Asian stocks are mixed after Wall Street declined as President Donald Trump delivered a new warning to North Korea in a speech to South Korean lawmakers. Trump travels to China later Wednesday.
, FILE - This Dec. 21, 2016, file photo shows the New York Stock Exchange. Global stocks are mostly higher, Tuesday, Nov. 7, 2017, amid news of corporate deals. (AP Photo/Mark Lennihan, File)
08 of November 2017 04:09:10
BEIJING (AP) — Asian stocks were mixed Wednesday after Wall Street declined as President Donald Trump delivered a new warning to North Korea in a speech to South Korean lawmakers.
KEEPING SCORE: The Shanghai Composite Index gained 0.1 percent to 3,417.98 and Japan's Nikkei 225 fell 0.4 percent to 22,853.46. Hong Kong's Hang Seng added 5 points to 28,998.07 and Sydney's S&P-ASX 200 lost 0.5 percent to 8,685.07. Seoul's Kospi gained 0.4 percent to 2,556.82 and Malaysia also advanced. New Zealand, Singapore, Taiwan and Jakarta retreated.
WALL STREET: U.S. stocks slipped as smaller companies and banks took their worst losses in a few months as interest rates moved lower. With stock indexes near record highs, investors moved some money into big-dividend stocks like real estate companies. Small, domestically-focused companies had their worst day since mid-August as House Republicans began making changes to their tax bill. The Standard & Poor's 500 index dipped 0.49 points to 2,590.64. The Dow Jones industrial average added 8.81 points to 23,557.23, another record high. The Nasdaq composite fell 0.3 percent to 6,767.78.
TRUMP WATCH: Trump warned North Korea not to "try us" in a speech to South Korea's National Assembly. Trump is on a 12-day Asia tour. Pro- and anti-Trump protesters staged rallies in Seoul ahead of his visit, reflecting a public deeply divided along ideological and age lines. Many South Koreans worry Trump's fiery rhetoric on North Korea raises the risk of war that could cost thousands of South Korean lives. Trump planned to fly to Beijing later in the day.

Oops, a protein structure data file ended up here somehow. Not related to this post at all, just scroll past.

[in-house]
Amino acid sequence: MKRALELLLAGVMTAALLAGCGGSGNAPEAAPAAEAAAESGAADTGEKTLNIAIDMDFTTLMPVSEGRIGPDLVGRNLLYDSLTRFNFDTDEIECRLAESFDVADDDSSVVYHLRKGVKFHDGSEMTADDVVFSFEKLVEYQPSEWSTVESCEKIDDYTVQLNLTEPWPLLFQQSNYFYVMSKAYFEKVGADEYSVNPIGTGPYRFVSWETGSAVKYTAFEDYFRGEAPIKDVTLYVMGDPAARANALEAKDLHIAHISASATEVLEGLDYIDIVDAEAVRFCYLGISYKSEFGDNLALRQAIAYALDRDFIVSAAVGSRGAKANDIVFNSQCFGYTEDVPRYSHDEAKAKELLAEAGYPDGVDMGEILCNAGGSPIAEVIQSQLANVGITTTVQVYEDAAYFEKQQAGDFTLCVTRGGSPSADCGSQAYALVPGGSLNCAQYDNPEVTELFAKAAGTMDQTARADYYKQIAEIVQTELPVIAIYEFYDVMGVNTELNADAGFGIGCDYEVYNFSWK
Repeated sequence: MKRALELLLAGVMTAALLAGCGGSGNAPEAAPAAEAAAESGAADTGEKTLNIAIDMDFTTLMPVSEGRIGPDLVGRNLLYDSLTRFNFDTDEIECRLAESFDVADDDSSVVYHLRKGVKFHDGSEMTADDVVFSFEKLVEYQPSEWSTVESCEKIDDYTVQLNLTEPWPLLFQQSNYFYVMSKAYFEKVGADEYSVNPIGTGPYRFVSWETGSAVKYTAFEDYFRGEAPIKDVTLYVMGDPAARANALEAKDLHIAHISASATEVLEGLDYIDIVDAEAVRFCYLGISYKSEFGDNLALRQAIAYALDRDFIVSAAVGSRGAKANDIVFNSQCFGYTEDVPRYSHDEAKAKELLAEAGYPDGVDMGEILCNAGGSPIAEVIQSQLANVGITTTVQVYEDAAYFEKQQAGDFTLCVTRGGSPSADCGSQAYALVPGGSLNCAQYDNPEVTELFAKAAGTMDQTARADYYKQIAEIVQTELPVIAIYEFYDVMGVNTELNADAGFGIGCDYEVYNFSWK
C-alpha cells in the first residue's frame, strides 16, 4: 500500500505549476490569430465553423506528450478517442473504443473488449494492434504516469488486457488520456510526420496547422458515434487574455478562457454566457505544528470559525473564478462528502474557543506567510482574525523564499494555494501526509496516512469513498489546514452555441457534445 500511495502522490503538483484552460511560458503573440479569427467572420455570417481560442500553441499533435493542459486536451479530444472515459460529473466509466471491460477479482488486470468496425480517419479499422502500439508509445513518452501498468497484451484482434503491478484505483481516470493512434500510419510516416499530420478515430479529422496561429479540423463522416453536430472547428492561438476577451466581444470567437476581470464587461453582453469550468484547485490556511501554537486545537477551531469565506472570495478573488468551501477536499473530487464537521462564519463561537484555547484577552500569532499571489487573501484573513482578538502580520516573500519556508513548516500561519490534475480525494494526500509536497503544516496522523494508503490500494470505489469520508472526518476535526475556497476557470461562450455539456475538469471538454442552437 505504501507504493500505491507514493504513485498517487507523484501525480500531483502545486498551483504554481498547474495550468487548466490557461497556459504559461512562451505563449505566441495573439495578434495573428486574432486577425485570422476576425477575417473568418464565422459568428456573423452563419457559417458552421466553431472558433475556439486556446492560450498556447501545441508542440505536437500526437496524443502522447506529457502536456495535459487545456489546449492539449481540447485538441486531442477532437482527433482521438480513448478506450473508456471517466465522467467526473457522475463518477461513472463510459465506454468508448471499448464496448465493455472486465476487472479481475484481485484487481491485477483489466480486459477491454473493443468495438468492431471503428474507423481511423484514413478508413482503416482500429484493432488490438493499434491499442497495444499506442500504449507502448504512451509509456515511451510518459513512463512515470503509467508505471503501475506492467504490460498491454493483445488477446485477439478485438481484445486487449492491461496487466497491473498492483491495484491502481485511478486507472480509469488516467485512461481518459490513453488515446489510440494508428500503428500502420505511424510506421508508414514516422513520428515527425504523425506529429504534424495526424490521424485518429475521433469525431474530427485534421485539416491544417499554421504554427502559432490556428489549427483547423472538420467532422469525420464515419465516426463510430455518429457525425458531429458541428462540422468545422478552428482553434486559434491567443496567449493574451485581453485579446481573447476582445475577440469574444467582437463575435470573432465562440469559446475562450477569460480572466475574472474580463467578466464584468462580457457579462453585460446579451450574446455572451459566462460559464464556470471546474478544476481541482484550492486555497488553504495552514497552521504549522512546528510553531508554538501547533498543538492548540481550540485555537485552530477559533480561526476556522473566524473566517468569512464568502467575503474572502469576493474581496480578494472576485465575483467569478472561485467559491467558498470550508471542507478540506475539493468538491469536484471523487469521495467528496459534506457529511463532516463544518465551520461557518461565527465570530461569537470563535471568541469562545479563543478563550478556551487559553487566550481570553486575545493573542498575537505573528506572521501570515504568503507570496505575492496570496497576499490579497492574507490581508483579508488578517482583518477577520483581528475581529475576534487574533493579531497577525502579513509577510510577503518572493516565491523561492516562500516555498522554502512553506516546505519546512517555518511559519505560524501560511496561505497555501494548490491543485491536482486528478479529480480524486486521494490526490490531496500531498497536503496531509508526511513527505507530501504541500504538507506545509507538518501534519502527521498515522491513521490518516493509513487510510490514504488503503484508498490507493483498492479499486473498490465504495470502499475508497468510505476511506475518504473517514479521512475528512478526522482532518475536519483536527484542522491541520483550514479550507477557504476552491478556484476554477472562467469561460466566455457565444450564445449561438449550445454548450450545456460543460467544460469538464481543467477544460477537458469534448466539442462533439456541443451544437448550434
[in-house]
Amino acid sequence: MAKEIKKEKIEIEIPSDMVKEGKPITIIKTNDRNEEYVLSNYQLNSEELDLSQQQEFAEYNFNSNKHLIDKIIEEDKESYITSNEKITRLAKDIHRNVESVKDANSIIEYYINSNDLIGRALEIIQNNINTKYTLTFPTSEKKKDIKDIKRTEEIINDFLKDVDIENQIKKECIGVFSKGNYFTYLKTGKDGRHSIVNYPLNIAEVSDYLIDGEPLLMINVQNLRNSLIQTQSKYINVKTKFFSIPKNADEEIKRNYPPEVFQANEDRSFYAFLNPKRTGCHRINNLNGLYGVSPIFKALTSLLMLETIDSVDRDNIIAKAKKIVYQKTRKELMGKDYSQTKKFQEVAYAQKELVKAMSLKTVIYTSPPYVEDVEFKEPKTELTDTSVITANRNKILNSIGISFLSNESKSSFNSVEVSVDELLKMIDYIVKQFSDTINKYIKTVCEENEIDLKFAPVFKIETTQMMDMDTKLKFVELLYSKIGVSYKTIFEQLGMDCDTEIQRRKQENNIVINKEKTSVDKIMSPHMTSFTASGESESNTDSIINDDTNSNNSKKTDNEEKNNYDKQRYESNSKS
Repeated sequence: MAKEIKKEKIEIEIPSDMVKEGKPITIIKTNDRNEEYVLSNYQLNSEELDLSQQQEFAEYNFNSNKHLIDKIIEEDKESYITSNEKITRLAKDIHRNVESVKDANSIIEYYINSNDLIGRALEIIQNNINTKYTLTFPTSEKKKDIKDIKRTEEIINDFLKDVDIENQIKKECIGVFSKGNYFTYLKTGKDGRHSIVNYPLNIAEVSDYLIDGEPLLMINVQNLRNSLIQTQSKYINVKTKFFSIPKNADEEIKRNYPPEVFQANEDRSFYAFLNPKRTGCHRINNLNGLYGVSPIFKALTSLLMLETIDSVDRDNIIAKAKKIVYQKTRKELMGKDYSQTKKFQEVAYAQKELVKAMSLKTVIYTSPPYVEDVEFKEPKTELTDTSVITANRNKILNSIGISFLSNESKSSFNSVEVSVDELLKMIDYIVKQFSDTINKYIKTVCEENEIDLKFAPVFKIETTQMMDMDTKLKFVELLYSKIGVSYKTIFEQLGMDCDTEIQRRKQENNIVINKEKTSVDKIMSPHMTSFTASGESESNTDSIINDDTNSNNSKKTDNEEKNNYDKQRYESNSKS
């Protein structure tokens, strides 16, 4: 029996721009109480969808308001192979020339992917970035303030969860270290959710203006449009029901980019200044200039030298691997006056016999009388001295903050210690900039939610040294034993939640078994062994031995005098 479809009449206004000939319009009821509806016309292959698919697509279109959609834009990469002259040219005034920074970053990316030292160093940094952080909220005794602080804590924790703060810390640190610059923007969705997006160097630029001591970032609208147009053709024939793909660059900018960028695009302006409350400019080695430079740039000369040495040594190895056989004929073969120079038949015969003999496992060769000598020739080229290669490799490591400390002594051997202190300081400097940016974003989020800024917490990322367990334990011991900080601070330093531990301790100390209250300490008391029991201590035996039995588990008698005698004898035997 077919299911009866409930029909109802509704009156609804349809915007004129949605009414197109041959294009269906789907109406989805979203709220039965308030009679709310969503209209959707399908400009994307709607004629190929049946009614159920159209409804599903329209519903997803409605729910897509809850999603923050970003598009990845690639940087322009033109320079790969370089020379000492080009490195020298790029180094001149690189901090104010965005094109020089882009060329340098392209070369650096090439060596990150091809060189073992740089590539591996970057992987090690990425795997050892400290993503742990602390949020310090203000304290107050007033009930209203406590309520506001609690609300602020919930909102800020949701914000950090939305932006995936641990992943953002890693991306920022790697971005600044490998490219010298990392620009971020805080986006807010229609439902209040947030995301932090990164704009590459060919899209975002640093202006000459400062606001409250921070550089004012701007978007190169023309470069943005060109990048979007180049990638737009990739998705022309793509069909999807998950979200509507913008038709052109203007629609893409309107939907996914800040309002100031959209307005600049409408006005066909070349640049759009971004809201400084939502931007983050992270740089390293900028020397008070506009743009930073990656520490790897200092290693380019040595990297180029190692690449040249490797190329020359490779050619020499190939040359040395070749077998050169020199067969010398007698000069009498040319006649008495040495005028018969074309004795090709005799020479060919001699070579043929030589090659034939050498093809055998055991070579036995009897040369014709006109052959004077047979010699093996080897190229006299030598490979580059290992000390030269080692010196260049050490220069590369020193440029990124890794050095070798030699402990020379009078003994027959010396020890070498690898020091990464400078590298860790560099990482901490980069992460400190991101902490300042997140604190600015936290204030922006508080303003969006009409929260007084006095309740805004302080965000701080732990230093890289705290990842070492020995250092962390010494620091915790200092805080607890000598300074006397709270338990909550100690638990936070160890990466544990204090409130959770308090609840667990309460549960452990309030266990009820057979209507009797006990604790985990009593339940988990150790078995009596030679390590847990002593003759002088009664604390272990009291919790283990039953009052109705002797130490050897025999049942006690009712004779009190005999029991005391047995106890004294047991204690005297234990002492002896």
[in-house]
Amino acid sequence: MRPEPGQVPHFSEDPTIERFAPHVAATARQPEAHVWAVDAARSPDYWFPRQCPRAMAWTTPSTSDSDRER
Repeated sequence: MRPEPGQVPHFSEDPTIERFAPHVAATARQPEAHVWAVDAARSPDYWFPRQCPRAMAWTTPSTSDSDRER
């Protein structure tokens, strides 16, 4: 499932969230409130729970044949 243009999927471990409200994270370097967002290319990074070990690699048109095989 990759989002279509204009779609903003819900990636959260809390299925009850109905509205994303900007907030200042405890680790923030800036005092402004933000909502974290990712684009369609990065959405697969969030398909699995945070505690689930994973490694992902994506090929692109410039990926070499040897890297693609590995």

ANALYST COMMENT: "Markets seem unsure which way to go next — equity markets are largely becalmed, FX is mostly directionless, with a few exceptions, and the same too goes for bond markets," said Rob Carnell of ING in a report. "We still wait more progress on the U.S. tax reform bill," said Carnell. "On foreign policy. President Trump seems to be learning to play a more diplomatic game, as he leaves Seoul today for China on his Asia roadshow and does not appear to have set off any fireworks, either figuratively or literally on the Korean peninsula. First, though, he has to address the Korean National Assembly, where he is not guaranteed a polite and quiet hearing."
CURRENCY: The dollar declined to 113.75 yen from Tuesday's 113.99 yen. The euro edged up to $1.1598 from $1.1588.
ENERGY: Benchmark U.S. crude declined 14 cents to $57.06 per barrel in electronic trading on the New York Mercantile Exchange. The contract lost 15 cents on Tuesday to close at $57.20. Brent crude, used to price international oils, shed 4 cents to $63.65 in London. It lost 58 cents the previous session to close at $64.27.